EDITORIAL: Menges plays victim card
Let's get something out of the away: Local attorney and Christian conservative Matt Menges is no victim.
Menges, one of three candidates for a judgeship at York County Court of Common Pleas, this past week joined the deafening chorus of affluent white American men claiming victimhood because of their "religious beliefs."
You know it.
We know it.
Menges should know it, too.
Here's the background: The York County Bar Association released a poll of its members rating the qualifications of judge candidates — pretty standard stuff.
It would be fair to say York County's attorney class isn't too high on Menges. Just 22.5% of respondents rated him at least "qualified."
Cue the whining.
The York City-based attorney's persecution complex is all the rage among the right-wing, with the GOP's standard bearer, President Donald Trump, perhaps the most regular offender.
Day after day, the most powerful man on the planet whines about how he's picked on, even as he jostles the ultimate levers of power.
The religious right is chock-full of those making disingenuous allegations of oppression, while they populate the top tier of government and industry.
For example, U.S. Rep. Steve King, R-Iowa, earlier this month said he better understood the suffering of Jesus Christ because — get this one — he'd been stripped of his committee assignments after repeatedly spouting white supremacist talking points.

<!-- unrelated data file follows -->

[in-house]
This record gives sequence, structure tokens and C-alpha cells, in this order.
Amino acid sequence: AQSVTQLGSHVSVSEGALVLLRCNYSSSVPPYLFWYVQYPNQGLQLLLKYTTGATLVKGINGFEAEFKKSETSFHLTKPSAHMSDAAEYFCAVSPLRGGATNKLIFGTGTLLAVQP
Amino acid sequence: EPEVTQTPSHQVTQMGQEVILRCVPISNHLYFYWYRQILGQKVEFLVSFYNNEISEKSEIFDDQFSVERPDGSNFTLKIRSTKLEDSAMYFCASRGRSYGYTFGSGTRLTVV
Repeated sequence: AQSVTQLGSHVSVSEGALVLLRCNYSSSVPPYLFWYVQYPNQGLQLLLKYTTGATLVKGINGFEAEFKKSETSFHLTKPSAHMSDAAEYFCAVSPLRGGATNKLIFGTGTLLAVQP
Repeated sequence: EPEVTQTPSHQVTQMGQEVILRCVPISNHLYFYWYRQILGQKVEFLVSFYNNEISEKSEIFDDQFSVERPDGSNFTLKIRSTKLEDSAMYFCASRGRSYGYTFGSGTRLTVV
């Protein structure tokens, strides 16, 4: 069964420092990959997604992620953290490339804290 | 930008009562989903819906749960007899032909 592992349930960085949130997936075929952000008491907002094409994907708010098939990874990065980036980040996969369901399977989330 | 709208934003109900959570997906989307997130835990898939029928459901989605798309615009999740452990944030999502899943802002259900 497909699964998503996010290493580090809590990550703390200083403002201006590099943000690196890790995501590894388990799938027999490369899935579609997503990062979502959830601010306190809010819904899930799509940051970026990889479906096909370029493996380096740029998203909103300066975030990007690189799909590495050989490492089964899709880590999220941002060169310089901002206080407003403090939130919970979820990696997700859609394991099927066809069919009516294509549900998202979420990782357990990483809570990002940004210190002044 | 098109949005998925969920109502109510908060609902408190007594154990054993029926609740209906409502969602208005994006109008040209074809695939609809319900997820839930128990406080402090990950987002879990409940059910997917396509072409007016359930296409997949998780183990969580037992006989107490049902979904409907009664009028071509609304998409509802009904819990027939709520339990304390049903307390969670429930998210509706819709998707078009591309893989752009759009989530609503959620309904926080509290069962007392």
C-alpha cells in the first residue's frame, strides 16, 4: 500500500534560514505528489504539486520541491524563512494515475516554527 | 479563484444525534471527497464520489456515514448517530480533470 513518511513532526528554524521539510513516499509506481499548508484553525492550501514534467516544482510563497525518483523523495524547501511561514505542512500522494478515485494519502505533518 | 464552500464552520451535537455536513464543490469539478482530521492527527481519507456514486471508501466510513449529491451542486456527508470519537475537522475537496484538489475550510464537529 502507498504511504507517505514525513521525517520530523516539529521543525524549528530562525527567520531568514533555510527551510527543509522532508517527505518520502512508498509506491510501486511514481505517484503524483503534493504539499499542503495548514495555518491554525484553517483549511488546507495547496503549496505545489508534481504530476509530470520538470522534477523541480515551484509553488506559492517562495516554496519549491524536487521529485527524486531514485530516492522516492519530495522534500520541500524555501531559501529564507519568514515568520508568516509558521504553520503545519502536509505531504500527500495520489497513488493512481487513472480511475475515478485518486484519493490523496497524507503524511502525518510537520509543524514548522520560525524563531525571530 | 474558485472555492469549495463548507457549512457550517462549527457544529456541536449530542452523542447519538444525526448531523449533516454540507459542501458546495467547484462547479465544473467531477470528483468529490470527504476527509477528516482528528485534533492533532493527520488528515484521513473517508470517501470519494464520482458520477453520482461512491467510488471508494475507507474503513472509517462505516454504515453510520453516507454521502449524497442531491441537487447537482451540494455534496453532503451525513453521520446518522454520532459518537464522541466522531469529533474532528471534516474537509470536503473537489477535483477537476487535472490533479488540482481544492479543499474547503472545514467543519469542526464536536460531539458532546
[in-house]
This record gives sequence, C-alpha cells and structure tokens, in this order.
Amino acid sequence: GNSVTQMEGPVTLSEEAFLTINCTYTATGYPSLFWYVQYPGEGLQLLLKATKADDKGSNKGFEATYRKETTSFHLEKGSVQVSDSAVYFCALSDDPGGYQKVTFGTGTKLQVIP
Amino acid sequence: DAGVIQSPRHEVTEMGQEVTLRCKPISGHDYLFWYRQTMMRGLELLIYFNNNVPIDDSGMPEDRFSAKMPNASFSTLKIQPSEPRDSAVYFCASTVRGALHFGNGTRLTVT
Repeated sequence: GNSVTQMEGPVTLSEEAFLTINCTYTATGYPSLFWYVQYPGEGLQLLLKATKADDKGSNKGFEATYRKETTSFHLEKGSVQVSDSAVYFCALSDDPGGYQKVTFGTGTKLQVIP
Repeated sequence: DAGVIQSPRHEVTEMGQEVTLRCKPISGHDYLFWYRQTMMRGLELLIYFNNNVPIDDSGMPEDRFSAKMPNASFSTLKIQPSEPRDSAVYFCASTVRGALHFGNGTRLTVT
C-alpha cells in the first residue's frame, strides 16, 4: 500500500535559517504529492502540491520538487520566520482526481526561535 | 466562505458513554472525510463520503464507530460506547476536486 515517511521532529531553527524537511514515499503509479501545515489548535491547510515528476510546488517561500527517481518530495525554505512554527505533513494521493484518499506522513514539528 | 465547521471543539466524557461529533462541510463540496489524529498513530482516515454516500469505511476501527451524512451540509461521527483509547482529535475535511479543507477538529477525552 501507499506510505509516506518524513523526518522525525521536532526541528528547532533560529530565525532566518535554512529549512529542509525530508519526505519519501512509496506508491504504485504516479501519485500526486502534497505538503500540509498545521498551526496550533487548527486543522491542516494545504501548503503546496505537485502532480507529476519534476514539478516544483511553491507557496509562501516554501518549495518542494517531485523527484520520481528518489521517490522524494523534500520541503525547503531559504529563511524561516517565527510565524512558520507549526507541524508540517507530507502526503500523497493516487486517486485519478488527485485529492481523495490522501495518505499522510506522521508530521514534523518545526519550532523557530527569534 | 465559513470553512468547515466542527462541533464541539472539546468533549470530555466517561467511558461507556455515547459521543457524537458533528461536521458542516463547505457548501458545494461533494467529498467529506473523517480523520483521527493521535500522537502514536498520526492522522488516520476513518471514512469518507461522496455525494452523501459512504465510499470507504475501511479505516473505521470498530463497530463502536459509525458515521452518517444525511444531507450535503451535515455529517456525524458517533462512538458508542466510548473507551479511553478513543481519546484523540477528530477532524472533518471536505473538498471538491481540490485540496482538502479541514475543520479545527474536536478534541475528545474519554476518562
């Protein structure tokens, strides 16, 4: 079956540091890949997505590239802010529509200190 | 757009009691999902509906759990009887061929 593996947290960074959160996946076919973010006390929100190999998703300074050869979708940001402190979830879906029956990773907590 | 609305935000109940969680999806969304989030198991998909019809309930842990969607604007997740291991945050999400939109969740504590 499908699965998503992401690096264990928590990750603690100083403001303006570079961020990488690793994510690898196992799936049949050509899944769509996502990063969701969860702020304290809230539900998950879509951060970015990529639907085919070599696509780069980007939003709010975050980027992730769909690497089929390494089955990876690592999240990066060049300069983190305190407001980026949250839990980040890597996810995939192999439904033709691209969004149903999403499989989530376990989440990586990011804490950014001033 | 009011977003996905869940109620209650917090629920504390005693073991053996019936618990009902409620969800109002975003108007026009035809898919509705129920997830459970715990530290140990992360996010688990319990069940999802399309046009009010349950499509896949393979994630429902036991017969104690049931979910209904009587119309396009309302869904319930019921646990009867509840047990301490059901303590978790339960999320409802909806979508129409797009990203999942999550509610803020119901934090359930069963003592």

The man is a member of one of the most powerful legislative bodies on the planet.
Ironically, at a statistical level, the religious right is heavily over-represented in U.S. government.
"Evangelicals" comprise just 25 percent of the total U.S. population, according to Pew Research Center. Yet, that group dominates the Republican Party. For comparison, the non-religious — "nones" — make up more than 22 percent of the U.S. population, says Pew. And its member are effectively powerless throughout government.
The religious right's sway in Congress is hugely disproportionate to its relative size.
Its political clout in the White House is second-to-none, as it's the only group that consistently has Trump's back.
And, as a result, it's remaking the federal courts in its own oppressive image, a dangerous politicization with no interest in the centrist predilections of most Americans.
For almost two decades, the same people now claiming victimhood stoked anti-Muslim sentiment. Suddenly, a young Muslim woman gets elected to Congress and the Fox News bubble has a veritable meltdown.
Make no mistake, persecution exists in the U.S, just not among the group most loudly claiming it.
Synagogues are under attack. Women are being stripped of the power to make their own medical decisions. Scientists are discounted and denigrated for merely practicing rationalism.
And that brings us back to candidate Menges. The fact that he's touting his right-wing bonafides suggests members of York County Bar got it right.
His is a signal of his intentions to those who think like him. It's a not-so-subtle declaration that Menges considers impartial jurisprudence an anachronistic limitation that bars judges from unjustly imposing personal views on others. It's a political rallying cry in a race for a job that should, in a perfect world, be isolated from politics.
No, Matt Menges isn't a victim of political nor religious persecution. There just might be more qualified candidates in the race.